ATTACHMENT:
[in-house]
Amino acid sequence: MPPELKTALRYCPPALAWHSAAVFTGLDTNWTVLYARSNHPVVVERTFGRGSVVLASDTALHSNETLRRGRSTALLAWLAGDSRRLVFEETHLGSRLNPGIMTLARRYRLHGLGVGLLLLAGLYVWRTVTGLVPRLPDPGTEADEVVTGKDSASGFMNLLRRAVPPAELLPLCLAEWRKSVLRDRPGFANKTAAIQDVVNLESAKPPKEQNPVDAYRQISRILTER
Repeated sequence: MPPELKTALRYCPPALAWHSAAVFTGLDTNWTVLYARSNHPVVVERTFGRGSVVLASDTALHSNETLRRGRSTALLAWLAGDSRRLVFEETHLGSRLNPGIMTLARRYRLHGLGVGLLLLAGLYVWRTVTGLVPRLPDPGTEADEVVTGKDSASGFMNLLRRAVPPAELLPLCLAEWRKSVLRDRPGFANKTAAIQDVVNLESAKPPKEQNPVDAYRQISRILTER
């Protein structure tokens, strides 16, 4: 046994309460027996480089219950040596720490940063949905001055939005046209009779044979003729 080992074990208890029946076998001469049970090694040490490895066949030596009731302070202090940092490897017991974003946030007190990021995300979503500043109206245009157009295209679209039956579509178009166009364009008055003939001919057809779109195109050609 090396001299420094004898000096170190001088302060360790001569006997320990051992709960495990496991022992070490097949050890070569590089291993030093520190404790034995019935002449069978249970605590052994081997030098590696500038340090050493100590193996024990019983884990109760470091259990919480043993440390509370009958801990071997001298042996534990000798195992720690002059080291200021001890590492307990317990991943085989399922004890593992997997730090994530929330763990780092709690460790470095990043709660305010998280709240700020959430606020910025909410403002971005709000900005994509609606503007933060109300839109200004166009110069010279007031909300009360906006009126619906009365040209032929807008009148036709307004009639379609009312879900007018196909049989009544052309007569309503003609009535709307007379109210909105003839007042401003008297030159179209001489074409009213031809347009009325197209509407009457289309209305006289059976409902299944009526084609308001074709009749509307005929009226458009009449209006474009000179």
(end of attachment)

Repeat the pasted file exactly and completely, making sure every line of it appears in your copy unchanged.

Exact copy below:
[in-house]
Amino acid sequence: MPPELKTALRYCPPALAWHSAAVFTGLDTNWTVLYARSNHPVVVERTFGRGSVVLASDTALHSNETLRRGRSTALLAWLAGDSRRLVFEETHLGSRLNPGIMTLARRYRLHGLGVGLLLLAGLYVWRTVTGLVPRLPDPGTEADEVVTGKDSASGFMNLLRRAVPPAELLPLCLAEWRKSVLRDRPGFANKTAAIQDVVNLESAKPPKEQNPVDAYRQISRILTER
Repeated sequence: MPPELKTALRYCPPALAWHSAAVFTGLDTNWTVLYARSNHPVVVERTFGRGSVVLASDTALHSNETLRRGRSTALLAWLAGDSRRLVFEETHLGSRLNPGIMTLARRYRLHGLGVGLLLLAGLYVWRTVTGLVPRLPDPGTEADEVVTGKDSASGFMNLLRRAVPPAELLPLCLAEWRKSVLRDRPGFANKTAAIQDVVNLESAKPPKEQNPVDAYRQISRILTER
């Protein structure tokens, strides 16, 4: 046994309460027996480089219950040596720490940063949905001055939005046209009779044979003729 080992074990208890029946076998001469049970090694040490490895066949030596009731302070202090940092490897017991974003946030007190990021995300979503500043109206245009157009295209679209039956579509178009166009364009008055003939001919057809779109195109050609 090396001299420094004898000096170190001088302060360790001569006997320990051992709960495990496991022992070490097949050890070569590089291993030093520190404790034995019935002449069978249970605590052994081997030098590696500038340090050493100590193996024990019983884990109760470091259990919480043993440390509370009958801990071997001298042996534990000798195992720690002059080291200021001890590492307990317990991943085989399922004890593992997997730090994530929330763990780092709690460790470095990043709660305010998280709240700020959430606020910025909410403002971005709000900005994509609606503007933060109300839109200004166009110069010279007031909300009360906006009126619906009365040209032929807008009148036709307004009639379609009312879900007018196909049989009544052309007569309503003609009535709307007379109210909105003839007042401003008297030159179209001489074409009213031809347009009325197209509407009457289309209305006289059976409902299944009526084609308001074709009749509307005929009226458009009449209006474009000179």